By Olasunkanmi Akoni
Lagos State Commissioner for Works and Infrastructure, Dr. Kadri Obafemi Hamzat, is the son of one of the Action Congress of Nigeria, ACN, chieftains, Oba Mufutau Olatunji Hamzat, a former member Lagos State House of Assembly and also a former Commissioner for Transportation in the state (1979 – 1983) during the Alhaji Lateef Jakande administration. The Commissioner speaks on the Lagos light rail project and infrastructural development in the state. Excerpts:
Lagos State government has embarked on the construction of light rail project as an alternative means to road transportation. What is your progress report?
When you carry predominantly people, it is a light rail, but when it is heavy duty goods like diesel, cars, etc, it is heavy rail. But, in most part of the world, it is light rail. It is the ecology or engine behind the rail system. Now, what we are doing in Lagos is the light rail, which is the one you are talking about. We have identified seven corridors in Lagos State where there can be rail.
So to identify them differently, that is why we have the blue line and the red line. Those are the two that we are promoting. But there is also the green-yellow and others that we have identified just like in London where you have the northern line, jubilee line among others, so that people going from one location to another can know which route to take.
The same thing also applies in the United States where you have the 1st, the 2nd, the 3rd, the 4th, the 5th, the 6th lines so that you know which one to take. The blue line is from Okokomaiko to Marina. That is the one that we have started. At Orile, we are already building the stations.
What is the duration of the project?
Technically, duration is always difficult to say, because duration is also a function of many things. For example, when you get to signal, you know roads depend on signalization. Road is getting to a stage where people don’t drive it anymore, so it is signal. To get the signal, how long do I know it will stay at the port? Lagos State government does not control the port.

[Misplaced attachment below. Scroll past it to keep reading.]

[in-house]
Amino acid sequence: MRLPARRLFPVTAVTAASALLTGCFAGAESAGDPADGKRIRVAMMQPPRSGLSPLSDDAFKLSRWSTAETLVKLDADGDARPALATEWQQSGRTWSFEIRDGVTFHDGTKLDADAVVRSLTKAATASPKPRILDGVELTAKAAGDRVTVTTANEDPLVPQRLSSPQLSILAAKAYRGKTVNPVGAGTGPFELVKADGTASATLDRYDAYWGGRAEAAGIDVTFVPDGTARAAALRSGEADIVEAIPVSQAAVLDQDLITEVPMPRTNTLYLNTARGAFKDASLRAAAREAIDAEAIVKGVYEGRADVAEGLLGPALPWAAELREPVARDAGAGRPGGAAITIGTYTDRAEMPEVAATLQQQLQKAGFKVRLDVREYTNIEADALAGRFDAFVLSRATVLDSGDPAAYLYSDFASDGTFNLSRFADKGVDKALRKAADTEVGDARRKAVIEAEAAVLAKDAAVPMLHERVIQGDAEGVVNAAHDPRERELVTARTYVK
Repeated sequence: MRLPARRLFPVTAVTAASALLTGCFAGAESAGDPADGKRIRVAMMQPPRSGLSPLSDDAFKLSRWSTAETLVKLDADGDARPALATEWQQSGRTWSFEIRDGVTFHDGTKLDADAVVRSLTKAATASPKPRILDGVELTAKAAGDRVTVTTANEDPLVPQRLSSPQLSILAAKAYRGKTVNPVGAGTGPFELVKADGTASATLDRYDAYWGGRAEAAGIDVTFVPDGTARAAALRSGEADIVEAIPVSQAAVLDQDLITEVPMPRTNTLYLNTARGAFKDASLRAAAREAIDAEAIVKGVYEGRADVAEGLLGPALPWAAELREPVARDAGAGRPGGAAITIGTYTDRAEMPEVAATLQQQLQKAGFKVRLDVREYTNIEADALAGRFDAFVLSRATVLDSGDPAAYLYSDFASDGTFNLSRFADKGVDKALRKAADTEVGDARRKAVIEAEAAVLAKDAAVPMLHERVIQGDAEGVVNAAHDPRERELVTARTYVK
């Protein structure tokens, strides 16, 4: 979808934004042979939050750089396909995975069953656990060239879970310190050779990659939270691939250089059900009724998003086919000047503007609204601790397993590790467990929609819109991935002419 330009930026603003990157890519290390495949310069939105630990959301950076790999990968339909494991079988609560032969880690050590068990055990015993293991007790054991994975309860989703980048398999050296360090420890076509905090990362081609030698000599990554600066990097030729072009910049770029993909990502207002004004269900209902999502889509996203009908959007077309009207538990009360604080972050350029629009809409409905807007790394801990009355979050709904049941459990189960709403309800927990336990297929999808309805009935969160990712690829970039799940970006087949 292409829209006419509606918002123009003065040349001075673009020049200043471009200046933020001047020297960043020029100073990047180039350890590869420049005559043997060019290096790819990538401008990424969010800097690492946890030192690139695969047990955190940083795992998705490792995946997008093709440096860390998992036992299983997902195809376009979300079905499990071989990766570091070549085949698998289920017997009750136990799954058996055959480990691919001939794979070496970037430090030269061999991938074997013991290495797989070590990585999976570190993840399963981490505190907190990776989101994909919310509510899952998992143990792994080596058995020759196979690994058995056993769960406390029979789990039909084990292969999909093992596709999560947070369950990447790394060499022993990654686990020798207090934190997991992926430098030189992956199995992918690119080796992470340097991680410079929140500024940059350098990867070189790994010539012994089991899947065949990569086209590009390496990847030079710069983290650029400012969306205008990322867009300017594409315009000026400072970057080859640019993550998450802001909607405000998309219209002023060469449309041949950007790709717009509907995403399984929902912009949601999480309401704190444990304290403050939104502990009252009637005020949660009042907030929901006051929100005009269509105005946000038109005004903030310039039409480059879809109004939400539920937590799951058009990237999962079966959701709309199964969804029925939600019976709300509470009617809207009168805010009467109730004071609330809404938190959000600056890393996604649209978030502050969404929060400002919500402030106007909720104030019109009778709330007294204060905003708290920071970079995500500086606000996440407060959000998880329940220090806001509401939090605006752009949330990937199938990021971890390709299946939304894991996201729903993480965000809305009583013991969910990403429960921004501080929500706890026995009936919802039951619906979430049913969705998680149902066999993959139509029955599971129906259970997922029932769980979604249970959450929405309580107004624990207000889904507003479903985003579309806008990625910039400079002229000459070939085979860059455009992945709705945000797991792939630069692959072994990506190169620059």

So, there are so many varieties but, basically, the essence is for us to do it in segments. We are starting from Okokomaiko end, so, we are doing National Theatre, Mile 2 and so on. The idea is that let’s link up those, because to get to Marina , it goes over water, that means that you are building a bridge, heavy-duty bridge. That is the most expensive part of the rail. So, let’s start from the land, and let it start to run. Again, it is a function of resources, so it is a big job.
For example, we know we have Nigerians who have constructed rails in other parts of the world. So, we bring them. We said ‘come home and do the job, instead of us getting experts from all over the world’. The challenge is that in our generation, nobody has built any rail. The last one was built by the whites in 1903. So, it looks like it is difficult. My ultimate goal is to get the engineering right, do it well and, like I said earlier, much depends on funding.
Talking of the Lagos- Badagry Expressway, you have this corridor for light rail, and work has already commenced. We want to know the stage the project is now and what challenges are you facing and how many people have you been able to identify for compensation?
A prototype light rail … proposed for Lagos
We are doing two-city changing projects, the rail and the 10-lane road project from Eric Moore to Badagry. The major challenge we are facing is funding because it is a project that will span many years. Even though, we have medium frame term of budgeting framework, you plan resources a year, but you plan projects for many years.
So, the first lane is from Eric Moore to Mazamaza, which is already completed. That is Lot 1. The second stage is Lot 2 which is, from Mazamaza to Okokomaiko. In doing that, the challenge is, we are through with the rail. Now we are building stations at Mile 2, Orile and in two other places.
There are two set of contractors working there. What we decide to do is we are doing relocation of services. We decided to slow down to see the total alignment for the two. So, the first challenge we are having is project interface. The second problem we are having is that these are different contractors, with different plan organization, hierarchy and so on.